Female recruits make history at Marine training camp
It's a moment 100 years in the making: Women are graduating Thursday alongside their male counterparts for the first time at the Marine Corps Recruit Depot in San Diego.
The recruits of Lima Company include the first platoon of women who completed the depot's rigorous 13-week boot camp, which is traditionally reserved for male recruits.
Staff Sergeant Amber Staroscik, who led the women alongside four other female drill instructors, commended them for changing the boot camp's history.
"And not only did we change it, but we absolutely just shatter ceilings with this," Staroscik said. "They did outstanding."
The historic event comes after new legislation is requiring fully integrated boot camp training in San Diego by 2028. The other Marine Corps boot camp, which is located in Parris Island, South Carolina, is already fully integrated.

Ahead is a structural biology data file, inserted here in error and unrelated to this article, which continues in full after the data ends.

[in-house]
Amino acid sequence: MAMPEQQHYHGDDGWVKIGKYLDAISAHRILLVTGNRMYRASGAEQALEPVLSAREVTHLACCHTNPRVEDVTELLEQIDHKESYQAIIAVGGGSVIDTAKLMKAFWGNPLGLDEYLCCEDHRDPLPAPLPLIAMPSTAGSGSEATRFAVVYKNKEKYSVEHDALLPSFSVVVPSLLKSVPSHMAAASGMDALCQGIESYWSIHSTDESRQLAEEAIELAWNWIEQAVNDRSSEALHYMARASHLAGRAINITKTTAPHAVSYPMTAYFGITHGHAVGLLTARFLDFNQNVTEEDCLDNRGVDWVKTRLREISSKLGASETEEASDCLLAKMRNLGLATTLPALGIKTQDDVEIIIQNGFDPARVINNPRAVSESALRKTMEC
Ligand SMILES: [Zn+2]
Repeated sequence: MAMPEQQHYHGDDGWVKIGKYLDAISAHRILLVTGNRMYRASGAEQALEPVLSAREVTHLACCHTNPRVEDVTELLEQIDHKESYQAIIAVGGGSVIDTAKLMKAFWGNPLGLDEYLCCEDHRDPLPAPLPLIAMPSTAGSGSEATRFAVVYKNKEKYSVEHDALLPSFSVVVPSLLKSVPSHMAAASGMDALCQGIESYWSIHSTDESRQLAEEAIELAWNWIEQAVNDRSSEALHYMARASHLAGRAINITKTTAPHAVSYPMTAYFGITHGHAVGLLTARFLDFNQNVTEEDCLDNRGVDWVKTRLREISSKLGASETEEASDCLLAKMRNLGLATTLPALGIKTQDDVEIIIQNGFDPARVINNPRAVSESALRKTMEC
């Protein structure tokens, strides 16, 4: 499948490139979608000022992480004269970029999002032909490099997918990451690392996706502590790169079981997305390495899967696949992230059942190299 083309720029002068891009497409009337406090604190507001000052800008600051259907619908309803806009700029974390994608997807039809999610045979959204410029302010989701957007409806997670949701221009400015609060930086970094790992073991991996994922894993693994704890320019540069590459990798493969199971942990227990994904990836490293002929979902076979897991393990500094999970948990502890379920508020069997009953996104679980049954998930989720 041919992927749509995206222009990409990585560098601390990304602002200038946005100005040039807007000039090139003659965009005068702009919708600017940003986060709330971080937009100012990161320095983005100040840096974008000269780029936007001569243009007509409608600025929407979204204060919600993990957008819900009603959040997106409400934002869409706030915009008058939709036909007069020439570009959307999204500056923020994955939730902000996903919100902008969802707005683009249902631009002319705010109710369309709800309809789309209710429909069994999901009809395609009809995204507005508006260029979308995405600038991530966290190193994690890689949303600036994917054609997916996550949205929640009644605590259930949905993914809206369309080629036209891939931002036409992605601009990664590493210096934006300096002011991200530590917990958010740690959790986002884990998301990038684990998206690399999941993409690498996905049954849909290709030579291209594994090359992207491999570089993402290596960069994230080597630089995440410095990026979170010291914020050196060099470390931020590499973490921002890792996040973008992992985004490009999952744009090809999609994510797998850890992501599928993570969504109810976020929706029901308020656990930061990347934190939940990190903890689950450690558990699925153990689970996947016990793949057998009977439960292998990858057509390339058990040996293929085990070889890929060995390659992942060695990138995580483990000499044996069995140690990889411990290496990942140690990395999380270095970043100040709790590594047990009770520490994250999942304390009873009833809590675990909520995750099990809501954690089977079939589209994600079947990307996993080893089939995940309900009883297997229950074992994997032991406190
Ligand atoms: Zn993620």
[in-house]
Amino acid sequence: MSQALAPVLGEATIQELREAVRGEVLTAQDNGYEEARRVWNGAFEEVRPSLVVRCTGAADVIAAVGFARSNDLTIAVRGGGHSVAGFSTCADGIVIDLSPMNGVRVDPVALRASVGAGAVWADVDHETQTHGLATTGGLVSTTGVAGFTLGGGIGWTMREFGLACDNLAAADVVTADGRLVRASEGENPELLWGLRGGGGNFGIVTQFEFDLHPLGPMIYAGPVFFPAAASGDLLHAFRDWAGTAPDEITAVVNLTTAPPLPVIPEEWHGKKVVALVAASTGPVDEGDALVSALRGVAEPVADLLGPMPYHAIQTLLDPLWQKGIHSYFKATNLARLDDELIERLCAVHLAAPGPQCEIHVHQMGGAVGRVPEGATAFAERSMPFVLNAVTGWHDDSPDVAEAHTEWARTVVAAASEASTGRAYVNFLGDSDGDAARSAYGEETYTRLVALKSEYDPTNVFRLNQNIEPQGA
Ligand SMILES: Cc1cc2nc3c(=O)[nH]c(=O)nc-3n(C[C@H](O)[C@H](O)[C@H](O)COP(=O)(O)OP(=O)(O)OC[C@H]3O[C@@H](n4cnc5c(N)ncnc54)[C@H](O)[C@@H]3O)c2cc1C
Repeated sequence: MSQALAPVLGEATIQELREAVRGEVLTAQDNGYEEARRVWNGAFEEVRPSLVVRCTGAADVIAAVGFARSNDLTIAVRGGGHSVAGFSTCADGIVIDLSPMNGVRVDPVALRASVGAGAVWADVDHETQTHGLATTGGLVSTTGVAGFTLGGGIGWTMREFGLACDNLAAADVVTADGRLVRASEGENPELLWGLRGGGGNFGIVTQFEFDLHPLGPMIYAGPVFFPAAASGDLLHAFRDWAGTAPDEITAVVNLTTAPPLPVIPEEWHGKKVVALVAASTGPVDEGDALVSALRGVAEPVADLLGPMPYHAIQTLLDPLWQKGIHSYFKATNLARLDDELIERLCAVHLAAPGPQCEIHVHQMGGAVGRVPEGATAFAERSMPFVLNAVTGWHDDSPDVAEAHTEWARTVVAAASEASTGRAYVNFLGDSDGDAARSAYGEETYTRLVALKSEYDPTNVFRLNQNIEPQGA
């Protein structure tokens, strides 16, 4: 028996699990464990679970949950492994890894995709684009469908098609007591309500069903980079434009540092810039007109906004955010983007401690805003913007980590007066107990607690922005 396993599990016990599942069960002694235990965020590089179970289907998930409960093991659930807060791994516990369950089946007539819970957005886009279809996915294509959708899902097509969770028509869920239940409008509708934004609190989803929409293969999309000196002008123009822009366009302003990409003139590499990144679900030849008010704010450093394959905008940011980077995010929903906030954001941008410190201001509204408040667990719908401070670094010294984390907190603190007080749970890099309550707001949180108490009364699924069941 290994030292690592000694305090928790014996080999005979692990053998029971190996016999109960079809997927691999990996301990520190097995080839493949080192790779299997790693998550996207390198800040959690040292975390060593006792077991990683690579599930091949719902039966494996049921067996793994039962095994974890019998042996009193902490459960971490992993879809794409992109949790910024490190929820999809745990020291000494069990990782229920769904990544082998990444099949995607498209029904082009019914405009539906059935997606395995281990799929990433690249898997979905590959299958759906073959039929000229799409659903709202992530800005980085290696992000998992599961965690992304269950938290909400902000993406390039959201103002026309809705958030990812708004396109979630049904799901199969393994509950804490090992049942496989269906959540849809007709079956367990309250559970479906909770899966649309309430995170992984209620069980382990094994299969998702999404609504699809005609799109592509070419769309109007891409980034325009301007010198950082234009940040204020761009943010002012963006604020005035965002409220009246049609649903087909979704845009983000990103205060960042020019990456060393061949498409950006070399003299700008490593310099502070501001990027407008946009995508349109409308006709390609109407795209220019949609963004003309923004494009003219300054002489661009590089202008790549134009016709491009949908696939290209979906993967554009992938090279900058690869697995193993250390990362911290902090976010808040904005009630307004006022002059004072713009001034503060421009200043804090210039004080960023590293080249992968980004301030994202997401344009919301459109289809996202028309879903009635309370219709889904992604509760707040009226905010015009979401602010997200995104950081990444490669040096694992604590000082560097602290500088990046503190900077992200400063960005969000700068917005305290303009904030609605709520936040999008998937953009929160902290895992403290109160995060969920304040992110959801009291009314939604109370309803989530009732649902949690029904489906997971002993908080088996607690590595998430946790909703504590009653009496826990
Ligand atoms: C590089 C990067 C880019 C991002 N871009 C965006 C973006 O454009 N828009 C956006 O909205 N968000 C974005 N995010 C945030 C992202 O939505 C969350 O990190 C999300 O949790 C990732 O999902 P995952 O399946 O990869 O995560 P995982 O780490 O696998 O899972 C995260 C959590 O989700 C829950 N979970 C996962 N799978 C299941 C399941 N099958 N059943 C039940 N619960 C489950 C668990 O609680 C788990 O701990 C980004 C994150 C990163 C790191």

"When I was told I was going to San Diego and I would be making history, it's something that I couldn't pass up," said recruit Anne Margret Frazier.
Some recruits, about 10-15%, drop out each year. The women kept about the same rate, with 53 of the 60 who started making it to the finish line.
Staroscik said the significance of the women's success was not lost on her while she was leading them through boot camp.
"It was definitely humbling to be put in that position," Staroscik said, adding, "I knew how big of a deal this was."
Before graduation, every exhausted recruit — male or female — completed the notorious "Crucible," which culminates at the top of Camp Pendleton's rugged peak known as "The Reaper." Staroscik said the Crucible requires hiking extremely steep hills, often while carrying a heavy load.
"They conquered something that up until this moment, no other [female] recruit ... had done," Staroscik said. "So they knew they had broken that barrier that they said couldn't have been broken."
"I knew that every single one of them that was up there earned it," Staroscik added.
Now, they too are the few, the proud, the Marines.
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